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Poor Law History

Introduction and History

The Celtic tradition was that each village chief was responsible for their own poor and indigent. The "tribe" took care of their own. They would find work for every able-bodied man and a handful of poor and disabled would be cared for by various means, sometimes given free shelter in an old hovel set aside for such purposes. There were no "poor" people, because the concept didn't exist. The system worked well-enough in times of plenty, but a poor harvest, war or other economic crisis sometimes meant that a parish had a burden of poor people far beyond its means to provide for them.

When Christianity came to England, the principle of giving to help the poor was introduced. Please review this site if you want to know more about English Christian History.

When the Normans conquered England, they brought with them similar concepts of the Lord of the Manor tending to his own poor. Much of this was codified into the Poor Law Act of 1597, which defined an ecclesiastical parish as the base unit for administration and care of the poor.

In 1698 the law specified that you could not move from one parish to another without a guarantee of work. If you lost your job, you were still the responsibility of your "home" parish. To move, you were required to have a Settlement Certificate, otherwise known as a Settlement Bond. This certificate stated that you were legally settled in the parish that issued the certificate. Many people ignored this law.

In the late 1700s, ideas of Liberty and Equality from the French Revolution invaded England and a number of other countries. The American Revolution was another "nudge" to the minds of many Englishmen. You will find that many parishes and towns set up either a "Friendly Society" or an organization like Oddfellows to provide assistance to working people when they were laid low by illness or injury. These organizations catered to the working middle class because they had entry fees and periodic dues that had to be paid. They were a forerunner of the Trade Unions, and the House of Lords tried to have them outlawed as they believed it would encourage workers to be absent from work when they were ill.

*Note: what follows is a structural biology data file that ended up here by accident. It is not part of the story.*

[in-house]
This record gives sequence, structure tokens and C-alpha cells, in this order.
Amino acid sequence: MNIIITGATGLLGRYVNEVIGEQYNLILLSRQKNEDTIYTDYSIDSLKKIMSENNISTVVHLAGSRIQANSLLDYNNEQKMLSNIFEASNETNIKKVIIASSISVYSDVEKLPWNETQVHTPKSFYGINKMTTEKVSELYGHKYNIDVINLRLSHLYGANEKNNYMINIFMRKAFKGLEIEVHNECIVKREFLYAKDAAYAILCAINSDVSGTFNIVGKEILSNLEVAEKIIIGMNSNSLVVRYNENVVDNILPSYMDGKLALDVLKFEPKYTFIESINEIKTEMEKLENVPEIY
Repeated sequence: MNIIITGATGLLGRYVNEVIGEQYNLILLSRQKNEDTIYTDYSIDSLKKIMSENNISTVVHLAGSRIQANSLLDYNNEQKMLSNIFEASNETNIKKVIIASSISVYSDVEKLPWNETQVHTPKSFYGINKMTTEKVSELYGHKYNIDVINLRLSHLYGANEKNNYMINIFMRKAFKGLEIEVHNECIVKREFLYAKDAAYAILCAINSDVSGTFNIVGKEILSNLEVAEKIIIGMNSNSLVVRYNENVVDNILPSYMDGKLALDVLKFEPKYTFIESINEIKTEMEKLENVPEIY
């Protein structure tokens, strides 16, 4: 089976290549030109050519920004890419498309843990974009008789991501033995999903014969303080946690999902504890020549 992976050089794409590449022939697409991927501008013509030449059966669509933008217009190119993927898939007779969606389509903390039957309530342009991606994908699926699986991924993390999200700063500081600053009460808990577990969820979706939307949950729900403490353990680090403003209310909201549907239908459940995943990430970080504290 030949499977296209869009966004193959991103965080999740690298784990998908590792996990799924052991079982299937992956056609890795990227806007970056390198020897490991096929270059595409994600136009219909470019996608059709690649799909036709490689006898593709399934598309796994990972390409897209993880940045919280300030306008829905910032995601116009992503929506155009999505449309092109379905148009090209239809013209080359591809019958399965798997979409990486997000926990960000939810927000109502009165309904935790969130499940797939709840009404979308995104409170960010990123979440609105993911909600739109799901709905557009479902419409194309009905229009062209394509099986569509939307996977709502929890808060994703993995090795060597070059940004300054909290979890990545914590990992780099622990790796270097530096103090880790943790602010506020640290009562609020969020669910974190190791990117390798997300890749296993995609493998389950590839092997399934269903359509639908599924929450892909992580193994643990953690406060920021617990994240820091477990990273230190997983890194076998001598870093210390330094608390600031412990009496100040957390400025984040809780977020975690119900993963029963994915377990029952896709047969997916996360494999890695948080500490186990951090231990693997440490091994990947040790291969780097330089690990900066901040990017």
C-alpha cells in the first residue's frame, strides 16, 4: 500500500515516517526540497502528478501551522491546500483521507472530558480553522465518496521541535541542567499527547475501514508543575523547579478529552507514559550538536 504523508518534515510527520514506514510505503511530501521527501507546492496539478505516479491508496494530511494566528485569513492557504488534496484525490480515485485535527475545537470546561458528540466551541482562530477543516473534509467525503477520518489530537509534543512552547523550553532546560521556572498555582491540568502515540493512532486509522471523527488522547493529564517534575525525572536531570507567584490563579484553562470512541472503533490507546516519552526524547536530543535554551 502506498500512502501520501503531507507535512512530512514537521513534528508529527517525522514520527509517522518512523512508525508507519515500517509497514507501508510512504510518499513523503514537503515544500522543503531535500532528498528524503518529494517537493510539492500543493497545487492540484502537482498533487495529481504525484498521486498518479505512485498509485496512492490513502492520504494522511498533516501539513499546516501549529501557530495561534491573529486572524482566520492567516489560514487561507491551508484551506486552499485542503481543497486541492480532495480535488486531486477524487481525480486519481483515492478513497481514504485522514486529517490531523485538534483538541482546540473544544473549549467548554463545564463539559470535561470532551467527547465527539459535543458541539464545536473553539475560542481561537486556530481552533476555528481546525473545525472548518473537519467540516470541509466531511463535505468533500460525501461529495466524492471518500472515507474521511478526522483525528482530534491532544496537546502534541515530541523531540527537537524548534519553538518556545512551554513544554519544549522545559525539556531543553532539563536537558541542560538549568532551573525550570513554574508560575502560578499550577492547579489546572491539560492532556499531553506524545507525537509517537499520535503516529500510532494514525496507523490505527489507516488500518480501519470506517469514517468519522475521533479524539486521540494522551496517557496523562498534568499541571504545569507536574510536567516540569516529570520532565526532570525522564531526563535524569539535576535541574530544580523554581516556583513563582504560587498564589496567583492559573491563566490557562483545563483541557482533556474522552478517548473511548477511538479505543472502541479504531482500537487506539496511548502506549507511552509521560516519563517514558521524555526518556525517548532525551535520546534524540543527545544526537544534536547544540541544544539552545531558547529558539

In the 1834 Poor Law Amendment Act, the previous system of parish poor relief was changed to one where several parishes were grouped together (for economy of scale) to form what was called a union. As a result, one had Union Workhouses to accommodate poor homeless people and Union Infirmaries to cater for sick people who could not afford to pay. The workhouses and infirmaries were generally in the same building or on the same site. The workhouses were run by locally elected Boards of Guardians, who raised money through a poor-rate tax.

The act created 600 unions of parishes, managed by Boards of Guardians elected by ratepayers. Outdoor relief ceased, all paupers being forced into the workhouse, but conditions in the workhouse, often with families separated by sex and age, were to be so severe as to discourage all but the most needy from its care. The system proved inadequate in the growing cities, where the Guardians sometimes resorted to relief without the guarantee of accommodation. The Poor Law was gradually dismantled by social legislation of the 20th century (see Time Line).

The Boards of Guardians were also in charge of immunisation and public health within their area. They often investigated the cause of epidemics or might inspect a water supply in a parish.

Some paupers were still supported by grants and bequests made by individuals in their wills, outside of the Poor Law system. Normally individual parishes administered these and you may find individuals on the census listed as "receiving parish relief", but not in the workhouse. Some Poor Law Unions also had paupers on "out relief".